Not only did Dave Duncan talk the Cardinals into giving him a two-year contract when the rest of Tony La Russa’s coaching staff was offered only one-year deals, Joe Strauss of the St. Louis Post Dispatch reports that he’ll be the highest paid pitching coach in baseball.
According to Strauss he’ll get a base salary of around $750,000 per season, which still seems like a bargain given that most managers earn several times that much and teams regularly pay twice that for mediocre veteran bench players.
Putting a coach’s impact into wins and losses if often tough, but Duncan has been La Russa’s pitching coach for 28 seasons and has done an amazing job taking veterans off the scrap heap and turning them into viable contributors in St. Louis.
And of course he’s overseen the development of Chris Carpenter and Adam Wainwright into elite starters. When one of the most successful pitching coaches of all time makes less than guys like Adam Everett, Alex Cora, and Juan Castro that either says MLB teams don’t actually think pitching coaches are that valuable or the Cardinals are getting a helluva deal with Duncan. Or maybe both, I suppose.
With last Wednesday’s start against the Yankees, Mariners hurler Hisashi Iwakuma pushed his 2016 innings total up to 2016. That clears the 162-inning hurdle for his 2017 option to vest at $14 million. However, as Steve Adams of MLB Trade Rumors reports, the language in Iwakuma’s contract also stipulates that the right-hander finish the season without suffering a specific injury.
Iwakuma, 35, was in agreement with the Dodgers on a three-year contract back in December but failed the physical, which nullified the deal. He ended up signing with the Mariners on a one-year, $12 million deal with a full no-trade clause and club options for 2017 and ’18 that vest at specific inning thresholds (162 each or 324 for both seasons).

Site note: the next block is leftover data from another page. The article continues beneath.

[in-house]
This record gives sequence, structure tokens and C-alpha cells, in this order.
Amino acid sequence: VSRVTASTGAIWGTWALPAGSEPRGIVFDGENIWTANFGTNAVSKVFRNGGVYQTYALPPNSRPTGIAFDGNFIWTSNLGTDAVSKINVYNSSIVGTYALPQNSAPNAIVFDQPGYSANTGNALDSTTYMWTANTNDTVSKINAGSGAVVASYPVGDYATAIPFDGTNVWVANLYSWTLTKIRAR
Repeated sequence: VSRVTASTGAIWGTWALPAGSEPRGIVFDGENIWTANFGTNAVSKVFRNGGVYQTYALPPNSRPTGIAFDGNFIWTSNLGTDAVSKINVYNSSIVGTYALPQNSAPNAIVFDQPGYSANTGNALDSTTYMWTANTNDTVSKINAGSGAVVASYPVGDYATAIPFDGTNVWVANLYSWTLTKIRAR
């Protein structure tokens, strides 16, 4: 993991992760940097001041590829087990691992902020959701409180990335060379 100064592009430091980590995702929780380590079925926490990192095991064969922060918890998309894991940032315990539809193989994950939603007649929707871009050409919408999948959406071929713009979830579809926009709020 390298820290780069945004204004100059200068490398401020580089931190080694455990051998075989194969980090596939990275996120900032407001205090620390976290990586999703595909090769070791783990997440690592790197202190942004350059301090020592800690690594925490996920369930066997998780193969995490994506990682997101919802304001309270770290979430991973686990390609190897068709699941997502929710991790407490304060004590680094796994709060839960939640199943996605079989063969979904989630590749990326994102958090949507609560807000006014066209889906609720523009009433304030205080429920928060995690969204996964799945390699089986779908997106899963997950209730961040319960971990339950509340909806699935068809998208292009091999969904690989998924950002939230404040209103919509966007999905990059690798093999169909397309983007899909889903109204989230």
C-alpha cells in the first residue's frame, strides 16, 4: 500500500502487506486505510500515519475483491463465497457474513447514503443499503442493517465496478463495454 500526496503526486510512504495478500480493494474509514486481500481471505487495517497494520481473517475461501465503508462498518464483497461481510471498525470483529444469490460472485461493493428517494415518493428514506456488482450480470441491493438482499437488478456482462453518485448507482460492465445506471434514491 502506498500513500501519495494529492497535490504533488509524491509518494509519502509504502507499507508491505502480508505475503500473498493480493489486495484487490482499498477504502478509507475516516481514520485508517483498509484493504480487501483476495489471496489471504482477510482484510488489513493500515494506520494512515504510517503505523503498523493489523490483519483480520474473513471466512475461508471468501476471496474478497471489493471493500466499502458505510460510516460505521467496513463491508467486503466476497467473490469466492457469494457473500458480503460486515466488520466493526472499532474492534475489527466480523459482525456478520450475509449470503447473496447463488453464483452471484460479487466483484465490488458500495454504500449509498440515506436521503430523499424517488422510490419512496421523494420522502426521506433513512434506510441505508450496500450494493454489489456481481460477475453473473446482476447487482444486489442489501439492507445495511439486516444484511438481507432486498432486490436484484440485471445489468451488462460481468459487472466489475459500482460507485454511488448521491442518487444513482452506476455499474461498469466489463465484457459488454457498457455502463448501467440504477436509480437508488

This season, Iwakuma has stayed healthy, making 26 starts to the tune of a 14-9 record, a 3.81 ERA and a 118/36 K/BB ratio in 163 innings.
Marlins outfielder Ichiro Suzuki deposited a single to left-center field in the fourth inning of Monday night’s game against the Mets, then added a double to center field in the eighth. Those mark hits No. 3,010 and 3,011 for Suzuki in his major league career, tying and then moving past Wade Boggs for sole possession of 27th on baseball’s all-time hits list.
Suzuki would come around to score on a double by Xavier Scruggs to break a scoreless tie in the eighth.
Here’s the video of Ichiro’s first hit.
By the end of the season, Suzuki will have presumably moved ahead of Rafael Palmeiro (26th; 3,020) and Lou Brock (25th; 3,023).
Suzuki was 2-for-4 after the double. With baseball’s fifth month nearly complete, the 42-year-old is currently batting .298/.371/.373.